Antoine Catala

HUMAN+ @ CCCB, Oct 7 – Apr 10

6 October 2015

The Centre de Cultura Contemporania de Barcelona is opening a new exhibition this week, titled HUMAN+: The future of our species and running from October 7, 2015 to April 10, 2016.

The exhibition explores “potential future trajectories of our species”, considering both the historical and emerging technologies as well as their ethical and culture contexts. Knowing that our lives are determined, in a sense, by the state and transience of technological tools and scientific discoveries, HUMAN+ presents a range of imagined and real possibilities. 

First presented at Science Gallery Dublin in 2011, HUMAN+ now re-emerges as a co-production between CCCB and Science Gallery, complete with a slew of additional works as well as a full event series and new catalogue.

See the exhibition page for details. **

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Co-Workers: Beyond Disaster @ Bétonsalon, Oct 7 – Jan 30

6 October 2015

A new group project titled Co-Workers: Beyond Disaster opens this week, running at Paris’ Bétonsalon from October 7, 2015 to January 30, 2016.

The Bétonsalon centre for art and research, integrated into the site of the University Paris 7, opens a new show curated by Mélanie Bouteloup and Garance Malivel that “puts forth the speculative powers of storytelling and science fiction to rethink the ways we inhabit our environment” through collaboration between different fields and formats.

Participating in the exhibition are 17 different artists, including Antoine Catala, Ian Cheng, Nobuko Tsuchiya, Pamela Rosenkranz and Wu Tsang

See the exhibition page for details. **

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Phantom Limbs (2014) @ Pilar Corrias exhibition photos

18 August 2014

Named after the neurological phenomenon of a body part, even organ, that’s missing or amputated but still felt in its absence, the Phantom Limbs group exhibition expressed a dearth in its abundance. Running at London’ s Pilar Corrias between June 27 and August 1, eight artists exploring “notions of consciousness” within a digitally mediated existence were presented across its two floors.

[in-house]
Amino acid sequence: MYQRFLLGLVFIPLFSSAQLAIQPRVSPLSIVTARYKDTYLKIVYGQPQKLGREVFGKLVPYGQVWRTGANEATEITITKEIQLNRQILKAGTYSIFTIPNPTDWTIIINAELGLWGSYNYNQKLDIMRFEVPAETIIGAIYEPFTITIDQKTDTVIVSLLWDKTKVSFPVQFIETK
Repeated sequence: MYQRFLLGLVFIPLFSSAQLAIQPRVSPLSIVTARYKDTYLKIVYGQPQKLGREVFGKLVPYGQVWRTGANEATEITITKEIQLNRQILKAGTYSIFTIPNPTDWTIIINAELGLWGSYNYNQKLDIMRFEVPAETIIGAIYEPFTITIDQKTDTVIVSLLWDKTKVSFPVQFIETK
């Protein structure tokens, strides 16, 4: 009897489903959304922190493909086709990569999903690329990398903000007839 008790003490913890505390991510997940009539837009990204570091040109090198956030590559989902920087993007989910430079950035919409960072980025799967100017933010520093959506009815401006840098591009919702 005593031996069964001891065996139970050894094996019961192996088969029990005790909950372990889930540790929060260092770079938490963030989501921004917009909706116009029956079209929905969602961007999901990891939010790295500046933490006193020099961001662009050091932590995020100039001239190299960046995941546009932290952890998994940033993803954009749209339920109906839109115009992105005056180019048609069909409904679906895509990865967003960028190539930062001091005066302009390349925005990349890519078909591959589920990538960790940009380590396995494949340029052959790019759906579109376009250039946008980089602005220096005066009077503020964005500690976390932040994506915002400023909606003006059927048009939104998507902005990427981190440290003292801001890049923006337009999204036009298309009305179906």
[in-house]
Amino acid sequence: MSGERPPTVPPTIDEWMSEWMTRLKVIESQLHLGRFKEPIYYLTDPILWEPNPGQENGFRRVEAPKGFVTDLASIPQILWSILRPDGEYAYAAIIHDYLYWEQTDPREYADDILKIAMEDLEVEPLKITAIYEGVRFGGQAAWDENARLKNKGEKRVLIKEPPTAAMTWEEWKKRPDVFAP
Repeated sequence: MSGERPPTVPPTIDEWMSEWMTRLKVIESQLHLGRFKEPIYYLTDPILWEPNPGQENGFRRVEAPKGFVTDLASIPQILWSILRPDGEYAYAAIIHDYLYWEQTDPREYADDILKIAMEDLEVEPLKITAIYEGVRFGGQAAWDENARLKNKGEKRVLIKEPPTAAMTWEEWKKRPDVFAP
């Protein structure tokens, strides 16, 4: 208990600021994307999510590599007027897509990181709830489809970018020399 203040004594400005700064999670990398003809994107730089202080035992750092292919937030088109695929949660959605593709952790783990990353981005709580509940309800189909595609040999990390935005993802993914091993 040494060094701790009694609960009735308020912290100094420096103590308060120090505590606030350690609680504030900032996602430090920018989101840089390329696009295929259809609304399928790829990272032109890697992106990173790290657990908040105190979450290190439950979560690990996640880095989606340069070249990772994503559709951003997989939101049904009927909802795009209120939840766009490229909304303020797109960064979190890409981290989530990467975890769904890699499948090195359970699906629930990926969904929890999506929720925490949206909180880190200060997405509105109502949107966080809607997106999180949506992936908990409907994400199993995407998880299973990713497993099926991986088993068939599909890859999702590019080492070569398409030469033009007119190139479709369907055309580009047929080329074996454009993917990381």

Ken Okiishi‘s ‘E.lliotT.: Children of the New Age’ (2004) presented a surreal look into a mediated suburban dead end via amateur aesthetics and the disembodied mumblings of its performers, featured in its own white box display just across from Charlotte Prodger‘s ‘Compression Fern Face (2014)’ installation. A Sony reference monitor displayed a 3D animation filtering human experience through found texts in the latter artist’s work, YouTube clips, 16mm film and spoken narratives presented as “two coded abstract symbols move in tension with each other” on the screens white, framed background.

Philippe Parreno‘s ‘Happy Ending, Stockholm, Paris, 1996, 1997’ (2014), one of ten transparent glass scultpures, stands near the gallery reception, as easily overlooked as when an earlier incarnation of the work mysteriously disappeared from a 1996 solo exhibition. Antoine Catala‘s ‘: )’ (2014) and ‘(::( )::) (bandaid)’ (2014) are emoticons made material and moving on a motor on the floor beneath ‘Storage’ (2014) – an image of a fridge with an impress of pot and pan in it – while Ian Cheng‘s live computer simulations, stood in a corner across, present basic algorithms acting as “DNA that seeds the generation of endless, mutating sequences of behaviours between objects and characters”.

Films by Rachel Rose and Cécile B. Evans, ‘Palisades in Palisades’ (2014) and ‘The Brightness’ (2013) appear in the darkened downstairs. The former is a 3D monitor featuring choreographed, rootless teeth and an interview with a Phantom Limb specialist, also called Cécile B. Evans, her speech consciously and self-reflexively out of sync with the movement of her mouth. The latter uses scripted, documentary and post-production processes to explore the major consequences of “images and data overflowing from the flat surfaces of the screen” across historical timelines, while Alisa Baremboym‘s ‘Leakage Industries: Clear Conduit’ (2012) – a sculptural construction of organic and synthesised materials converged and suspended from the ceiling – flows top-down but is constrained by its context as the materials list describes its product as “dimensions variable”.

From here, other works by the same artists intersperse the two floors across media, including the sculptural incarnation of the CGI of Evans’ ‘The Brigthness’ in ‘Lost, Teeth’ (2014) and Okiishi’s ‘Holding my arm/phone above the visual barrier to see it becoming a cyborg’ (2013 – 2014) inkjet print wallpaper confusing notions of space, materiality and authorship. Together they reveal a chilling examination of a language and experience in perpetual, ungraspable, motion. **

Exhibition photos, top-right.

Rachel Rose, ‘Palisades in Palisades'(2014) (excerpt) 

Phantom Limbs group exhibition ran at London’s Pilar Corrias from June 27 to August 1, 2014.

Header image: Phantom Limbs (2014) @ Pilar Corrias exhibition view. Courtesy the gallery.

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